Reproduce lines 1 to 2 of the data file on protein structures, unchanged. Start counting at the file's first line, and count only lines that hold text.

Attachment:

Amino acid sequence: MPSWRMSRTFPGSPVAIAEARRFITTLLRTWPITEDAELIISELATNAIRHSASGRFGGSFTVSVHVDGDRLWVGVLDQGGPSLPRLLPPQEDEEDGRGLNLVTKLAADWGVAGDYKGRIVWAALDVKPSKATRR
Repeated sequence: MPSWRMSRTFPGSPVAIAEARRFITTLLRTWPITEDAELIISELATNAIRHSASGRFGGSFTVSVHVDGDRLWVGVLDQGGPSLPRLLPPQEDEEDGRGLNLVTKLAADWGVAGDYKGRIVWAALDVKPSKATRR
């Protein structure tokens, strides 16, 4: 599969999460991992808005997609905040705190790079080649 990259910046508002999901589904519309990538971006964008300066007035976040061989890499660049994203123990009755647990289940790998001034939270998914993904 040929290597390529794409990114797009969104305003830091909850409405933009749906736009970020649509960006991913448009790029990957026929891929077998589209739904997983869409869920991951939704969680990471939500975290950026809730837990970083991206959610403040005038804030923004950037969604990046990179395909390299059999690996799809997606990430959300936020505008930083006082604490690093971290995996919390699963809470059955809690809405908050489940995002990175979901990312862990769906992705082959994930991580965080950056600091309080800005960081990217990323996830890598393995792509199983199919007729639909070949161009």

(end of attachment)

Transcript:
Amino acid sequence: MPSWRMSRTFPGSPVAIAEARRFITTLLRTWPITEDAELIISELATNAIRHSASGRFGGSFTVSVHVDGDRLWVGVLDQGGPSLPRLLPPQEDEEDGRGLNLVTKLAADWGVAGDYKGRIVWAALDVKPSKATRR
Repeated sequence: MPSWRMSRTFPGSPVAIAEARRFITTLLRTWPITEDAELIISELATNAIRHSASGRFGGSFTVSVHVDGDRLWVGVLDQGGPSLPRLLPPQEDEEDGRGLNLVTKLAADWGVAGDYKGRIVWAALDVKPSKATRR